This year, Children’s Mental Health Week will run 7-13 February 2022. The theme is ‘Growing Together’. This will involve the encouragement of children to consider how much they have grown – mentally – and how they can help others to grow too. Discover some ideas below on how you can support Children’s Mental Health Week and help your children to recognise the event too.
What is meant by children’s mental health?
A child who is mentally healthy means they’re reaching developmental and emotional milestones, learning good social skills and how to cope with setbacks and issues. They have a positive quality of life and function well at home and in school. If a child’s mental health is unstable, this can have negative effects on their learning, behaviour and emotions. If the symptoms are severe and persistent, they can interfere with home and school life.
Why supporting Children’s Mental Health Week is important
Children are our future and we need them to be mentally healthy in order to make the world a happier place. Mentally well children are more likely to grow up to be responsible and efficient adults who will keep the economic system in check.
Place2Be launched the first ever Children’s Mental Health Week back in 2015. To this day, they strive to encourage more people to get involved and help spread the word. This year’s theme of ‘Growing Together’ is about looking back on how much you’ve grown emotionally and how you can help others grow too. While challenges and setbacks can be frustrating and make us feel ‘stuck’ at times, they can also help us to grow and adapt. It’s nice to be able to look back on previous issues and recognise how we dealt with them emotionally.
How to help spread the word and improve children’s mental health
The Children’s Mental Health Week website lists numerous ways you can support the event from social media posts to fundraising activities. Here are some more ideas to try at home:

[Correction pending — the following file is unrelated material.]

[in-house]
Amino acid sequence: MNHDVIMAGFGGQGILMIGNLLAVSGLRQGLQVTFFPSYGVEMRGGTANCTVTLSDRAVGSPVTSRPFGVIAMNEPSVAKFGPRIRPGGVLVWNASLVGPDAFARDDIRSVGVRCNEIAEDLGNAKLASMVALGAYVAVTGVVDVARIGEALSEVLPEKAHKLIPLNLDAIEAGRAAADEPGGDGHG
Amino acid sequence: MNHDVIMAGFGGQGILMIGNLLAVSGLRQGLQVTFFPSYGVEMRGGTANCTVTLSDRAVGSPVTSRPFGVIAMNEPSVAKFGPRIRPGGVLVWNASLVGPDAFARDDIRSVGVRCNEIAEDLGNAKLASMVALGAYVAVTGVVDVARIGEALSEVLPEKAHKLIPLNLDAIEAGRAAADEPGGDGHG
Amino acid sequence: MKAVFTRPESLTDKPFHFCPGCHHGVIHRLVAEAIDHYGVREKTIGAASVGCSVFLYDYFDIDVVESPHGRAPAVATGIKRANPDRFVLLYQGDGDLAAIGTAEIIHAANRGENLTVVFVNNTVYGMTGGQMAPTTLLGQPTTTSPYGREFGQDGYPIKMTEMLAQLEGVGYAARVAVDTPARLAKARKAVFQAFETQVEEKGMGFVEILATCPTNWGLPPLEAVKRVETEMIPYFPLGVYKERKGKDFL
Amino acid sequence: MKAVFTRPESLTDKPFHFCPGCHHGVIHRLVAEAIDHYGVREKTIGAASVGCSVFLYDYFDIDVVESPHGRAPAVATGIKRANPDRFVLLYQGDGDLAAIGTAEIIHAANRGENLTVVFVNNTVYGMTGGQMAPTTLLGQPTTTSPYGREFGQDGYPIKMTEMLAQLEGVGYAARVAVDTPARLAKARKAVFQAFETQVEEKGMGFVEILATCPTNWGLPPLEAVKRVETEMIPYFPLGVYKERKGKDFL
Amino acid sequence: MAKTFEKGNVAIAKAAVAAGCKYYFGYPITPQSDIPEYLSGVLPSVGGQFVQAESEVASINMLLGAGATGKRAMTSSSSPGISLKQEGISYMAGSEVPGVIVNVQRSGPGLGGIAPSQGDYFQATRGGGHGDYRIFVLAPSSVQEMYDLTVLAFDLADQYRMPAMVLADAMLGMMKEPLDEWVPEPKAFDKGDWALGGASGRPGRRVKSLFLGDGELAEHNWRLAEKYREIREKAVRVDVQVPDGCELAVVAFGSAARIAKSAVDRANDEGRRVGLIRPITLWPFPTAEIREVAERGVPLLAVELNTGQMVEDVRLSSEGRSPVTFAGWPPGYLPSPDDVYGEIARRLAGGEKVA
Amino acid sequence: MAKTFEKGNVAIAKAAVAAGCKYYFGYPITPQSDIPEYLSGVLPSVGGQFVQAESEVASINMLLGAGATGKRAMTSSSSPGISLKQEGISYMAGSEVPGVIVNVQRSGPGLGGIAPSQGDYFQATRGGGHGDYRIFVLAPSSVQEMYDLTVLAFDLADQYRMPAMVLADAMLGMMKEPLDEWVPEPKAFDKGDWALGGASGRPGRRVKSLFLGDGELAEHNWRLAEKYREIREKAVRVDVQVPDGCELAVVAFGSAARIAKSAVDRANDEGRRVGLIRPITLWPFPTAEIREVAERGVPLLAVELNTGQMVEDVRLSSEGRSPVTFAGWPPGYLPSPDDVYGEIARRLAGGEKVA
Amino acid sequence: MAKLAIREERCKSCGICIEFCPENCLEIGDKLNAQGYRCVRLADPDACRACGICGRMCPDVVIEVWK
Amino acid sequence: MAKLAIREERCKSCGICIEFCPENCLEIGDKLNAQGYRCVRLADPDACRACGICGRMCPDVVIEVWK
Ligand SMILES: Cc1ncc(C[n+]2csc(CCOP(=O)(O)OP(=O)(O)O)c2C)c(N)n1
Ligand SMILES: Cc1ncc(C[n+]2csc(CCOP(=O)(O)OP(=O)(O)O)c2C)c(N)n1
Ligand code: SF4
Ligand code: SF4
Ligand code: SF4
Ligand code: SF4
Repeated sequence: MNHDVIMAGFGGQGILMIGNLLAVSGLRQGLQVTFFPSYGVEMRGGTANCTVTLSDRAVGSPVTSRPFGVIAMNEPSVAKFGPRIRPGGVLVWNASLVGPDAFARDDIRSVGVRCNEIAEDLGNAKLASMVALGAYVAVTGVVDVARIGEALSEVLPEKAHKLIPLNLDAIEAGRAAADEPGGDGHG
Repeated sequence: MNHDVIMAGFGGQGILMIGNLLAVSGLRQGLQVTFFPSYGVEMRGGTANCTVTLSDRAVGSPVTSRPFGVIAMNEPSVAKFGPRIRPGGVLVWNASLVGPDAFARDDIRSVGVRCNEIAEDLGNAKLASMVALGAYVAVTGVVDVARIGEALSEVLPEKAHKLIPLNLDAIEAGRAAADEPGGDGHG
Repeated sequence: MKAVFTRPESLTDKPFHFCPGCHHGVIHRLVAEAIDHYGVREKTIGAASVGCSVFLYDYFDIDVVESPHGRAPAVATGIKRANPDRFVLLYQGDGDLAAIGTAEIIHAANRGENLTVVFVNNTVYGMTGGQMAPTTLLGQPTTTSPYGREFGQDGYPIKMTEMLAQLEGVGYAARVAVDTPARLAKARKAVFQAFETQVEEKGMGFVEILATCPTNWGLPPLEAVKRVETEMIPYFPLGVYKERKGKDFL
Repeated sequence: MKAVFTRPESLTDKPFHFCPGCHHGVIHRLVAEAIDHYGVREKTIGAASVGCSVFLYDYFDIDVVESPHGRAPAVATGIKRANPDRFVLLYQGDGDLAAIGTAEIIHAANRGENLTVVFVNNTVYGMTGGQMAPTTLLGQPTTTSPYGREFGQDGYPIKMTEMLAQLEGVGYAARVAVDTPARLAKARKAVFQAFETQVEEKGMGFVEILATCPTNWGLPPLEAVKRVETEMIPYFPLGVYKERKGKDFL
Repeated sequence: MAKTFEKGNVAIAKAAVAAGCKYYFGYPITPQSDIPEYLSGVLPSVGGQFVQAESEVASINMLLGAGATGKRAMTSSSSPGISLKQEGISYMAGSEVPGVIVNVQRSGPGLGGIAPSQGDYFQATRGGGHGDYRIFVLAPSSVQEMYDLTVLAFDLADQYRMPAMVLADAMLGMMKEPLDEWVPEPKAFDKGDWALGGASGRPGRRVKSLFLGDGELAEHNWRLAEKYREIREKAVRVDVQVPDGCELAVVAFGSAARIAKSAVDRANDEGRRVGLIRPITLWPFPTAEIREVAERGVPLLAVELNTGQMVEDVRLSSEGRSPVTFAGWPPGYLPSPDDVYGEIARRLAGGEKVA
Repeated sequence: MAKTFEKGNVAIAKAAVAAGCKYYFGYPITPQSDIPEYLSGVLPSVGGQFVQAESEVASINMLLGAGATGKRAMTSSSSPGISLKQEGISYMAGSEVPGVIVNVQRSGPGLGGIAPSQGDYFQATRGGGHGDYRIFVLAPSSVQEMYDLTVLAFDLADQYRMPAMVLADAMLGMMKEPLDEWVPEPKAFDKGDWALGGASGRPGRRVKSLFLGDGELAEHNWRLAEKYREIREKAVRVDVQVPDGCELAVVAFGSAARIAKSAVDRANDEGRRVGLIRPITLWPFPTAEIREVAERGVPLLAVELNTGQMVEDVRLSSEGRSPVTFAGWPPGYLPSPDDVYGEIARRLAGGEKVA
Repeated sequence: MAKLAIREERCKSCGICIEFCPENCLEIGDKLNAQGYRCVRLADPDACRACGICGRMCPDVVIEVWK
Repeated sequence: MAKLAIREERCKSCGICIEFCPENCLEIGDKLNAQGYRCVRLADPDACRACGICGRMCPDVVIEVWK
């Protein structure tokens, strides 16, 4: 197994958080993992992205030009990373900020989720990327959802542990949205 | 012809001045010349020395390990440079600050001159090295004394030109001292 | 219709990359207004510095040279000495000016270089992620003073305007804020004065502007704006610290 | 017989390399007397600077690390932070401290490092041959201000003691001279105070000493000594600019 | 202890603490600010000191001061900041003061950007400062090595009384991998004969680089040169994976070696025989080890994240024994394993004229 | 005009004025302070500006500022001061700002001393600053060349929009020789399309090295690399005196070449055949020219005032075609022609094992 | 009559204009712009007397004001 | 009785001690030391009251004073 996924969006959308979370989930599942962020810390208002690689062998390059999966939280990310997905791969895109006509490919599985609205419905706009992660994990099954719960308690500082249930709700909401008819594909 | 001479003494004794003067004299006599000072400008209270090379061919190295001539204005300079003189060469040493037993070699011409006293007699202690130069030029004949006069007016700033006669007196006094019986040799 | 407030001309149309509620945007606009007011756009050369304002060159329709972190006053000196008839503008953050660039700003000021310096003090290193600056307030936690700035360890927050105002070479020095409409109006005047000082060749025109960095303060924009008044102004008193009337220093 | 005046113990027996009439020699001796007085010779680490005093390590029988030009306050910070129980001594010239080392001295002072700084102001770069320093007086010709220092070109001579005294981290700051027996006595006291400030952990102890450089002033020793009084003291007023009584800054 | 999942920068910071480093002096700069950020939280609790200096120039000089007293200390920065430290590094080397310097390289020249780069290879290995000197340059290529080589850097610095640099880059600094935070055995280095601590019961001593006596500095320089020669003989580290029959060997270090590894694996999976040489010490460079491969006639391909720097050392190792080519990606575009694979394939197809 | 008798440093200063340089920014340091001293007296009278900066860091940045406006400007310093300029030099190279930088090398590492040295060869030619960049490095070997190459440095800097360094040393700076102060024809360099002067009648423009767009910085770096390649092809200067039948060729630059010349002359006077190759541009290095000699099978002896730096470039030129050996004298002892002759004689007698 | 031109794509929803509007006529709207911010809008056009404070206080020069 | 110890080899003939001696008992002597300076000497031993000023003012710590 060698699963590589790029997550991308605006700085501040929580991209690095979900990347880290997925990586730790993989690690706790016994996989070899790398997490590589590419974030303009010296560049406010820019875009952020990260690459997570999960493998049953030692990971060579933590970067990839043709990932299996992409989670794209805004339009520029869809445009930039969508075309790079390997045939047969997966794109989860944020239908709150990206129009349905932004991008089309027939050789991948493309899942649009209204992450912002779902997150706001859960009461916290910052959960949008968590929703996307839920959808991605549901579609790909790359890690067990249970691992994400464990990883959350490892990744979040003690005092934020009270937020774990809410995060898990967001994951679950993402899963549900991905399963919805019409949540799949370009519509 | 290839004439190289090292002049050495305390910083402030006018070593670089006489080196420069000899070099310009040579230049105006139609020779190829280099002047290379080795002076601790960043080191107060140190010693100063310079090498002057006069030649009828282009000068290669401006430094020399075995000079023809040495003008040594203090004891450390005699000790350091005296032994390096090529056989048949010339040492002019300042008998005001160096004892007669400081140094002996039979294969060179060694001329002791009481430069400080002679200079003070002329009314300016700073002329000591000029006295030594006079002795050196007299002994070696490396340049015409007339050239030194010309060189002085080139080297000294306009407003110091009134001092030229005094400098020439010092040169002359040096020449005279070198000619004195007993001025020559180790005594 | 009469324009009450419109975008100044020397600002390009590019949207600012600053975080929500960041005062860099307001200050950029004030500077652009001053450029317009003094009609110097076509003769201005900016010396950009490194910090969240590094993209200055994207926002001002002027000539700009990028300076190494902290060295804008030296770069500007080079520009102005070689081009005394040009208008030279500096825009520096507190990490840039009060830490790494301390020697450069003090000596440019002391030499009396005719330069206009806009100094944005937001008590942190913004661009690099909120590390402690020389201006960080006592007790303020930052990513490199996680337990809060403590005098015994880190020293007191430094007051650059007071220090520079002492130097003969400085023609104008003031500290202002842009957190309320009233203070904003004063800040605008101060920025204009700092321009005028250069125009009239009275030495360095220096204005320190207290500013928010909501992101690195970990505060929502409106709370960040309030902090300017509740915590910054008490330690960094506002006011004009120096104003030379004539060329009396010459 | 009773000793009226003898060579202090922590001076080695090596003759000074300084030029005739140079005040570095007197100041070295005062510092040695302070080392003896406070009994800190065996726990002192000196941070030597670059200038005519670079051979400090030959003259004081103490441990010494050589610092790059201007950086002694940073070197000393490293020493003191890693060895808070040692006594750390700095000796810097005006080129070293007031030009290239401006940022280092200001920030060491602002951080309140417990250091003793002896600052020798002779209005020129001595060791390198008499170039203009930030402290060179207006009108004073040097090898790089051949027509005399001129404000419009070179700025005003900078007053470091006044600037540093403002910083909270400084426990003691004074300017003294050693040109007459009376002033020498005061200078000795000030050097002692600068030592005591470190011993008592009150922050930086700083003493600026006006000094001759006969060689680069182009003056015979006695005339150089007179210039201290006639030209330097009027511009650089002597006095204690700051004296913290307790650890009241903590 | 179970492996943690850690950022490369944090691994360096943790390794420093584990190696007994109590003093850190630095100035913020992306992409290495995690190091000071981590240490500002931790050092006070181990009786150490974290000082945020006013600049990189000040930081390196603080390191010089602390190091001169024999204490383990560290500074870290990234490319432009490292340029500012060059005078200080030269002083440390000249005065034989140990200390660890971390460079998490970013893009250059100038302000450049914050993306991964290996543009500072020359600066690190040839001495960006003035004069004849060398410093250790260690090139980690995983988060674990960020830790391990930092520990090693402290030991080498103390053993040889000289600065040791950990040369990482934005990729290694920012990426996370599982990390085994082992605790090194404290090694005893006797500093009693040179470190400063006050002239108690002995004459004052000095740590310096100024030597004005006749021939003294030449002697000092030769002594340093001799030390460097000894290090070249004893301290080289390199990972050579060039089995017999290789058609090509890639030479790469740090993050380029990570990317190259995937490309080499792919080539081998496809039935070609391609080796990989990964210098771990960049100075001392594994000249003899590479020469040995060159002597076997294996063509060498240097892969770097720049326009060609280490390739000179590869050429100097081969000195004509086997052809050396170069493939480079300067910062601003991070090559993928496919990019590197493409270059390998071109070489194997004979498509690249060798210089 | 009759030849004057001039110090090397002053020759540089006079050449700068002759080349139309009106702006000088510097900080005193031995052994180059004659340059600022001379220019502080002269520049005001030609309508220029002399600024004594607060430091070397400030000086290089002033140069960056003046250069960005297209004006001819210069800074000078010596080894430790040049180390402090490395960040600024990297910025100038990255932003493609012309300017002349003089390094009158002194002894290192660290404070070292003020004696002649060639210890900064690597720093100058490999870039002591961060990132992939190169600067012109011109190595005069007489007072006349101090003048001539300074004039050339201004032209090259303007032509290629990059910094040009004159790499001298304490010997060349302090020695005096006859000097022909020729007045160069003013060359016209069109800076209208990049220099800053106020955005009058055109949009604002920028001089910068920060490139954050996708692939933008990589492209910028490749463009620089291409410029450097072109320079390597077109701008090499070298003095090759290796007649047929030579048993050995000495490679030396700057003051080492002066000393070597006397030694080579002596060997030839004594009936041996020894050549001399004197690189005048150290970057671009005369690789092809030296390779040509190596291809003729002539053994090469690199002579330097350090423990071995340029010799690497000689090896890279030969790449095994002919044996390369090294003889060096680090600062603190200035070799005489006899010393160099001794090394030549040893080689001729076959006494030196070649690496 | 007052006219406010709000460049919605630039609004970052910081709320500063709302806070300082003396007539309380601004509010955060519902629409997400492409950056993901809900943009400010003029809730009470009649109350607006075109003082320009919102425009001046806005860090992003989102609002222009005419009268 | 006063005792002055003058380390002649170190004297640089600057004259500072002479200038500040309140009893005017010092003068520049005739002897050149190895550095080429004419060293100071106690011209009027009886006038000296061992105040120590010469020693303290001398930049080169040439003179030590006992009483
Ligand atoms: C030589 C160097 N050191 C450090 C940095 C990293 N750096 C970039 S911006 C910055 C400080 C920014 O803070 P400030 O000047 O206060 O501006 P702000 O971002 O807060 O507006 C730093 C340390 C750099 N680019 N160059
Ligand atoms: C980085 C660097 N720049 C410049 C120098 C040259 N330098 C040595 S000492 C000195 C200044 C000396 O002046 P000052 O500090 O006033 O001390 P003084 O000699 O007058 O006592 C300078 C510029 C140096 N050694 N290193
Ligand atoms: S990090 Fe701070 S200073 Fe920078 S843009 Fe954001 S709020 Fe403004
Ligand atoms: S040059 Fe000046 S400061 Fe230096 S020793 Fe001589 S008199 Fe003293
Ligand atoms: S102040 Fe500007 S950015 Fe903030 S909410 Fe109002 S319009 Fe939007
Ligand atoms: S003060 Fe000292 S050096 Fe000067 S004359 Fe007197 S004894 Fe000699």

- Make time for small but honest conversations
Try to be there for your child whenever they seem like they want a chat. Talking to your child honestly about mental health can reduce any confusion that they may be feeling, and help them open up. Mind suggests asking questions such as, ‘On a scale of 1–10 how relaxed are you feeling? What is one thing that will bring that score closer to 10?’
- Create a chillout area
They could try some meditation, journaling or listening to a podcast. Respect their privacy during this time.
- Teach them about stress management
It’s inevitable that your child will have fallouts with their friends at school so try to reassure them that they can deal with those circumstances by doing stress-relieving activities. Whether it’s exercise, watching a comedy or simply having a bath, the more they practise stress relief throughout difficult times, the stronger their mental resilience will be.
We hope you find this article useful and are able to help spread the word about Children’s Mental Health Week. This important event will help to shape our world’s future through children’s mental stability. Kate Middleton @KensingtonRoyal said: “The mental health of our children must be seen as every bit as important as their physical health.” We believe this to be true also.